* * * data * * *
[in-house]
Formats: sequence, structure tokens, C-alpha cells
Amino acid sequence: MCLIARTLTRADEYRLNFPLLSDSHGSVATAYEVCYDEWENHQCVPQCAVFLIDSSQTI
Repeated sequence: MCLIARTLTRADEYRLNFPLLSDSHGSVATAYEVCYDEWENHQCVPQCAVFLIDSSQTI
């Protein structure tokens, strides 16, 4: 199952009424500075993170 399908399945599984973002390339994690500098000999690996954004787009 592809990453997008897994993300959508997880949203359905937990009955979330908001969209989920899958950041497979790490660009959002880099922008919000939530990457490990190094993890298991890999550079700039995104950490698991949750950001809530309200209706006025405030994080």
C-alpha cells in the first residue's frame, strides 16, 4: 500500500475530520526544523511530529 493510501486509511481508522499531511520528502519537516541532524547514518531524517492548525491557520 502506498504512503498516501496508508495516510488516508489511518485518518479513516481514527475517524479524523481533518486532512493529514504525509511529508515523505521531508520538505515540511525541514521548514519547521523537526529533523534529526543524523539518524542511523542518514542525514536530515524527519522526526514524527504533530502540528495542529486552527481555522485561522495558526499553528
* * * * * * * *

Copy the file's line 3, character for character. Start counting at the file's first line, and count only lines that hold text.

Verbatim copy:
Amino acid sequence: MCLIARTLTRADEYRLNFPLLSDSHGSVATAYEVCYDEWENHQCVPQCAVFLIDSSQTI